The Many Manifestations of the Present Tense

bride_of_frankenstein_by_abigaillarson-d5mm0b5Goodness! September is proving to be a very busy month, brimming with change.

Before I get to the topic of today’s post, I’d like to let you know that I have a new ultra-secret project in the works. I can’t say too much, but I can tell you that it will be a unique space for writers—and for readers too. Sometime in the next couple of weeks, I will unveil my secret project here, as well as announcing it to my email list. Keep your eye on this space for some exciting news!

Okay, moving on to today’s topic. Recently, I gave you an overview of verb tenses. And I promised to delve into each one in more detail. Today, we’re going to look at the Present Tense and its different forms.

Simple Present I ooze.
Present Progressive I am oozing.
Present Perfect I have oozed.
Present Perfect Progressive I have been oozing.

Simple Present

The simple present tense is typically used to express one of the following things:

  1. Regular or repeated actions in the present.
  2. Facts and general truths.
  3. Habitual actions.
  4. Scheduled events.

However, you’ll notice that we also used the simple present to express actions that happened in the past when we talk to each other (Amy says you snuck out last night; Franz tells us you howled at the moon).

Present Progressive

The present progressive tense is used to express an ongoing action that is happening right now. It is formed by combining the helping verb “be” (am, is, are) with the present participle (verb ending in –ing) of the action verb.

  • Steve! Your ghoul is oozing all over my clean floors!

Note: Typically, only action verbs (and not stative verbs) use the present progressive form.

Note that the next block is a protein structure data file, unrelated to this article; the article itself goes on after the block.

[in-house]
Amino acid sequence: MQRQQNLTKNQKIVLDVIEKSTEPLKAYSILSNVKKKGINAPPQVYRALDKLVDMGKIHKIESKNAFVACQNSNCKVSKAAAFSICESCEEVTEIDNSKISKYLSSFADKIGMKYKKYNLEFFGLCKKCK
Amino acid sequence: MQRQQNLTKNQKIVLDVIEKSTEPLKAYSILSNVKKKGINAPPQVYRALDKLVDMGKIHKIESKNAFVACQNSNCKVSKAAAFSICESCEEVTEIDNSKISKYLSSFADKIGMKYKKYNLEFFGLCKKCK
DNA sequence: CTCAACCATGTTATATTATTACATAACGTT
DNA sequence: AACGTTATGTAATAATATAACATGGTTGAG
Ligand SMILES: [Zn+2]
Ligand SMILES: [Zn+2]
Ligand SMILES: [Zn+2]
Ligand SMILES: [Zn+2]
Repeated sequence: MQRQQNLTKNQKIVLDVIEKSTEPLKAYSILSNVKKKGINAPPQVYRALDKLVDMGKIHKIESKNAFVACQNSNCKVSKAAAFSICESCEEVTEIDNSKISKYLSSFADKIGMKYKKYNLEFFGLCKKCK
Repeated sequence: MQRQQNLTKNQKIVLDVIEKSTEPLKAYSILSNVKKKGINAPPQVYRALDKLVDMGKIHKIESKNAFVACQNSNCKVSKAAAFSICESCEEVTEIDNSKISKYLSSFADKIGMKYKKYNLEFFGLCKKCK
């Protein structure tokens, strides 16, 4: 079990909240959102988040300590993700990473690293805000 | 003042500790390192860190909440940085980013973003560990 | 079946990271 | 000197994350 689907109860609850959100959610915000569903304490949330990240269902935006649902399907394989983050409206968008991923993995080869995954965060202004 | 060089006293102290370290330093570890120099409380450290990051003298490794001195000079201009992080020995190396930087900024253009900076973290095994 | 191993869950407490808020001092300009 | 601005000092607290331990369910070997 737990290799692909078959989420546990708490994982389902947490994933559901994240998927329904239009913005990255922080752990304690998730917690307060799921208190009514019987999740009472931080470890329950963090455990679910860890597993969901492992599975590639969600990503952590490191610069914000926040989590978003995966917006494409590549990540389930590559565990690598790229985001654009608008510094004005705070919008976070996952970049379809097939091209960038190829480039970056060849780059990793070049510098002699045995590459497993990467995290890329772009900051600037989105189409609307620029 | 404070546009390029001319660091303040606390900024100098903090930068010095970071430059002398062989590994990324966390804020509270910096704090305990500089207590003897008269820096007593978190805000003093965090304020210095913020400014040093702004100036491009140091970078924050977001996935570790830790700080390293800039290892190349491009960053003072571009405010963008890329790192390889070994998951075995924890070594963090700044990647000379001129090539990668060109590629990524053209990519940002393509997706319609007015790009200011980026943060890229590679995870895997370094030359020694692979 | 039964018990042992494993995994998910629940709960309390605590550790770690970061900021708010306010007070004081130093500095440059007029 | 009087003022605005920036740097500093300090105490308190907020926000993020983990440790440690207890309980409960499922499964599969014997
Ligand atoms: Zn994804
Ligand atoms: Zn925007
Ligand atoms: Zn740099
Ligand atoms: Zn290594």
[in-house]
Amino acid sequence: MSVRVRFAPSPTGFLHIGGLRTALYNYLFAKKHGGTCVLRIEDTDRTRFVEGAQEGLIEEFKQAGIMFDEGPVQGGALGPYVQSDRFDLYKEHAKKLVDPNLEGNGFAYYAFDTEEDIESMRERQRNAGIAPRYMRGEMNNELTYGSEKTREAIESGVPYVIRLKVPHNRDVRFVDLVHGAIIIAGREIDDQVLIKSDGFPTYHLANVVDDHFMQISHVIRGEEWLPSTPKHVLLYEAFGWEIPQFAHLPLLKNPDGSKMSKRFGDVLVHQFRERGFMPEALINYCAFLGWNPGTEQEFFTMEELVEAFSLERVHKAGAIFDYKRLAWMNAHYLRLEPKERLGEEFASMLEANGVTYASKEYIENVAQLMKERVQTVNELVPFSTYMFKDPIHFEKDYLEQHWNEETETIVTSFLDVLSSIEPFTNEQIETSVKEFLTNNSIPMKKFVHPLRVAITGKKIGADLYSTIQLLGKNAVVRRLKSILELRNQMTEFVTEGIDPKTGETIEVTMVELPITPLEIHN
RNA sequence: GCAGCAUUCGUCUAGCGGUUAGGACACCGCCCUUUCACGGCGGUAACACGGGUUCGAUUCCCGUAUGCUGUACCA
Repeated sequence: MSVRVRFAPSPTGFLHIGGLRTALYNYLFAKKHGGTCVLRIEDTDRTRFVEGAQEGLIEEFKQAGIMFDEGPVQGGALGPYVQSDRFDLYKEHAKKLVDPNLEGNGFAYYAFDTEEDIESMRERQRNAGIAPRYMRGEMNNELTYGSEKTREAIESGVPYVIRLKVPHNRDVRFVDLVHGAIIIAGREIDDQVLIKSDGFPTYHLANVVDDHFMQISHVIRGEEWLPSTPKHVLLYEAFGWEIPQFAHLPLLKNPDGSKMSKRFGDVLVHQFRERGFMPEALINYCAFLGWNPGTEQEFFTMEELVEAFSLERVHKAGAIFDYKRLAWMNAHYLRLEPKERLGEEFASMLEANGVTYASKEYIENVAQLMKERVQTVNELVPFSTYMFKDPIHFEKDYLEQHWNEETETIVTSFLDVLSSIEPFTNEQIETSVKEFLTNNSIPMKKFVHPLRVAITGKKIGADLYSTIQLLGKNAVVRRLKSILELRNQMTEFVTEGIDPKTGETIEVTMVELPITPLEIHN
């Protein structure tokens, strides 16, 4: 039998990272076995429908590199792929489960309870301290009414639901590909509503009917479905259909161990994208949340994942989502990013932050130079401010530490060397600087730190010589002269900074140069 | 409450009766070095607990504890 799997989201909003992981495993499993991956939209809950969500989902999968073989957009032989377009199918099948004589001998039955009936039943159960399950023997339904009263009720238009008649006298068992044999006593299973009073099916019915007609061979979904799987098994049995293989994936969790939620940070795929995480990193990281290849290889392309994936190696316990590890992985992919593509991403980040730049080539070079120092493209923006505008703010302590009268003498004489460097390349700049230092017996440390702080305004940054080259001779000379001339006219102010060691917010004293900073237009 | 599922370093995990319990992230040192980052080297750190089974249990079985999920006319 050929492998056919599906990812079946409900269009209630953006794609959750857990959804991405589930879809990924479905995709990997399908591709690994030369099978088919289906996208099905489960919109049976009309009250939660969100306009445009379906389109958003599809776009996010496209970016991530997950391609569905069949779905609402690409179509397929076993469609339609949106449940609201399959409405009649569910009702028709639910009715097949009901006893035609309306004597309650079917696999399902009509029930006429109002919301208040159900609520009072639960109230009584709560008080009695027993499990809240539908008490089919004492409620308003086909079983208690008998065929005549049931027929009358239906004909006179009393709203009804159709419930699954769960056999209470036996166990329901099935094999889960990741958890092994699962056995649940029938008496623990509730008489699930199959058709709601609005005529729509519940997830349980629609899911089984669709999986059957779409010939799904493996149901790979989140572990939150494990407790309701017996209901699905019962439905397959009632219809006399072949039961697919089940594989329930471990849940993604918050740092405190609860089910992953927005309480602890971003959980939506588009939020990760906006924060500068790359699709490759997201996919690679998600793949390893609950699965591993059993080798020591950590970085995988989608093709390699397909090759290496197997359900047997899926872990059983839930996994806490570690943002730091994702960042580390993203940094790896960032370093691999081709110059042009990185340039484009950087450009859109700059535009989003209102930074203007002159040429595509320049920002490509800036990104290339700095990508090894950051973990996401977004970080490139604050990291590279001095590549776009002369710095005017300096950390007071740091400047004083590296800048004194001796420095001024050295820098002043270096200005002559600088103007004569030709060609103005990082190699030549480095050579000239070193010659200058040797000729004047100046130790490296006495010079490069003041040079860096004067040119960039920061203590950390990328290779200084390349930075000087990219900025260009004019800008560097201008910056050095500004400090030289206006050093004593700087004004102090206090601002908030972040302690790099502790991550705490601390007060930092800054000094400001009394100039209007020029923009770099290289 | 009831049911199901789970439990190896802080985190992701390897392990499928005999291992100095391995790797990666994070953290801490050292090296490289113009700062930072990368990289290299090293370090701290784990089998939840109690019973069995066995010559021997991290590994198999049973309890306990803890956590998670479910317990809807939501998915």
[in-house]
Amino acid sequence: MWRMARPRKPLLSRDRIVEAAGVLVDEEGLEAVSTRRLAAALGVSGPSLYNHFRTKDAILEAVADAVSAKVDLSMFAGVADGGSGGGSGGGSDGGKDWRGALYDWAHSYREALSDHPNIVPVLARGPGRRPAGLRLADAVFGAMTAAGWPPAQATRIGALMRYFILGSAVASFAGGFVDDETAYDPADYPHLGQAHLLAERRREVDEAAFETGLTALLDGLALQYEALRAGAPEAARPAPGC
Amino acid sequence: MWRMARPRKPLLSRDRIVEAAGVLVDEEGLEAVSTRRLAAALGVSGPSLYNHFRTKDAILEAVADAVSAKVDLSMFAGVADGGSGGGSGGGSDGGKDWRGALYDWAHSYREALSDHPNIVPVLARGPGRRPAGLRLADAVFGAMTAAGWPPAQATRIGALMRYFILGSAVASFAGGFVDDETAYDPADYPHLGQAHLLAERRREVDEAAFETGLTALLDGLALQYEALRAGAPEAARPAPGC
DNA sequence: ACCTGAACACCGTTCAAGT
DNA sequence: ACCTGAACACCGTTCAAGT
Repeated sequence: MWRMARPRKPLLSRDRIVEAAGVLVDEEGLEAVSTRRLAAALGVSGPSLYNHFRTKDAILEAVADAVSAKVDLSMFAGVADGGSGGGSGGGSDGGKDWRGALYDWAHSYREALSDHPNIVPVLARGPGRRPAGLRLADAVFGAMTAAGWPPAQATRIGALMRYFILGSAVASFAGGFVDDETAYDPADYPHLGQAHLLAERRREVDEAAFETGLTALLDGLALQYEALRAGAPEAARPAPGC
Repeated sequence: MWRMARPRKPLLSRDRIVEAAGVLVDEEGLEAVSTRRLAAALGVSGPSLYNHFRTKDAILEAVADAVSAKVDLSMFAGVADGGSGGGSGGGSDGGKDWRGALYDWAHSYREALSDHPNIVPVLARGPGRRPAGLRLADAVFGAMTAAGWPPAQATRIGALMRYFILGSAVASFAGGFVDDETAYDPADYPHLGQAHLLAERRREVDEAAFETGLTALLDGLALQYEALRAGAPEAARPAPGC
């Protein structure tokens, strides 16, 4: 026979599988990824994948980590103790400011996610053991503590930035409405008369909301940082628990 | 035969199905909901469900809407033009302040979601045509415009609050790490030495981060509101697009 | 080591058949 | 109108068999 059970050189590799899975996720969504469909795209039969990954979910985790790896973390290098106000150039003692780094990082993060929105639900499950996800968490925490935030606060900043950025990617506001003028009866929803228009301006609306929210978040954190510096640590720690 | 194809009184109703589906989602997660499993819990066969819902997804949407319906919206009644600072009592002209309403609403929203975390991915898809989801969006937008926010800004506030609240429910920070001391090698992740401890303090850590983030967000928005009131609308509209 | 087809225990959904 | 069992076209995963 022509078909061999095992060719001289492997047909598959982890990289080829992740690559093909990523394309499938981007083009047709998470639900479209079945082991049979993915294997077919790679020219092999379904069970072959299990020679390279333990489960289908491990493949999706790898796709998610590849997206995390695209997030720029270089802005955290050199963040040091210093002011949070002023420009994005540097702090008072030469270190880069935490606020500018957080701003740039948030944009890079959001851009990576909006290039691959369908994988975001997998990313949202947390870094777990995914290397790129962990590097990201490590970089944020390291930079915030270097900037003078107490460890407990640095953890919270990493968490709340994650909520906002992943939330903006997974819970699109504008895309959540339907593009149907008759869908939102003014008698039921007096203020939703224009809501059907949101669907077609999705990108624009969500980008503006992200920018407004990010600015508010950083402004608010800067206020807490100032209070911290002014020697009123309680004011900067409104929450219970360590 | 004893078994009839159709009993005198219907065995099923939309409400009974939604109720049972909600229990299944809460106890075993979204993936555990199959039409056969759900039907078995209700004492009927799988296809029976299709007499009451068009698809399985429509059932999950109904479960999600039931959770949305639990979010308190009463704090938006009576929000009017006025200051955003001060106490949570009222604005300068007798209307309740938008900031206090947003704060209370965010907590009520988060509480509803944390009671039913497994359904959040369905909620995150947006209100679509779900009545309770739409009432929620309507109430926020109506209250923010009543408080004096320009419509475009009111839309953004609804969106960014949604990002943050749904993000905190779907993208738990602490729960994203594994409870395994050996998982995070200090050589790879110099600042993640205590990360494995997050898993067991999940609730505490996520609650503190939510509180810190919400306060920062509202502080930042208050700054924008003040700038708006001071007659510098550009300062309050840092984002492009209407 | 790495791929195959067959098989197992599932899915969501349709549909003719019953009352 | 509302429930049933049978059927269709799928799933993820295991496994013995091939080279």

Present Perfect

The present perfect tense is used to express an action that finished (or was perfected) at an unspecified time in the past, or an action that started in the past and continued to the present.

  • The zombies have eaten six brains.

It’s confusing, right? The tense is present perfect, but sometimes the action it describes takes place only in the past. Well, I didn’t name the tenses. But, for the record, we generally use present perfect to express past actions that have happened more recently (George has transmogrified at every full moon this year.), while we use simple past for events that happened in the more distant past (George’s father transmogrified one hundred years ago.).

Present Perfect Progressive

The present perfect progressive tense is used to express an ongoing action that started in the past, continues in the present, and may continue into the future. It is formed by combining has been/have been with the present participle (verb ending in –ing) of the action verb.

  • Frankenstein’s bride has been primping for hours.

As with present perfect, the present perfect progressive form is often used to express past actions that happened more recently—and this use is often indicated by adding just (Igor has just been cleaning cobwebs from the bridal suite.).

Note: Typically, only action verbs (and not stative verbs) use the present perfect progressive form.

Okay, so that is the present tense and all its forms. We’ll look at past tense in the not-too-distant future.


Image credit: AbigailLarson @ deviantART

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8 thoughts on “The Many Manifestations of the Present Tense

  1. can you write a short book of these tenses and vocabulary you have given us in the past, i’d love to have it. I t will be a great book for my shelf. Thank you Suzanne. Of course I’d love to buy it.

    1. Thanks for a great idea, Ranu! I will definitely put together a booklet about the verb tenses and their forms. And I’d be happy to put one together for my Vocabulary Series too. Thanks so much for your ongoing support – it means the world to me. 🙂

  2. IHello, I’ve just read your lesson about present simple and the present continuous, but the present continuous is quite wrong it is not about progressive aspect at all, grammarian are wrong since the begining have you ever studied it thoroughly, it doesn’t add up at all.

    Manuel

  3. The tenses are confusing to me… It does give me much more admiration for those who tackle learning English as a second language, though! Great post. One that I will visit again so it can all sink in 🙂

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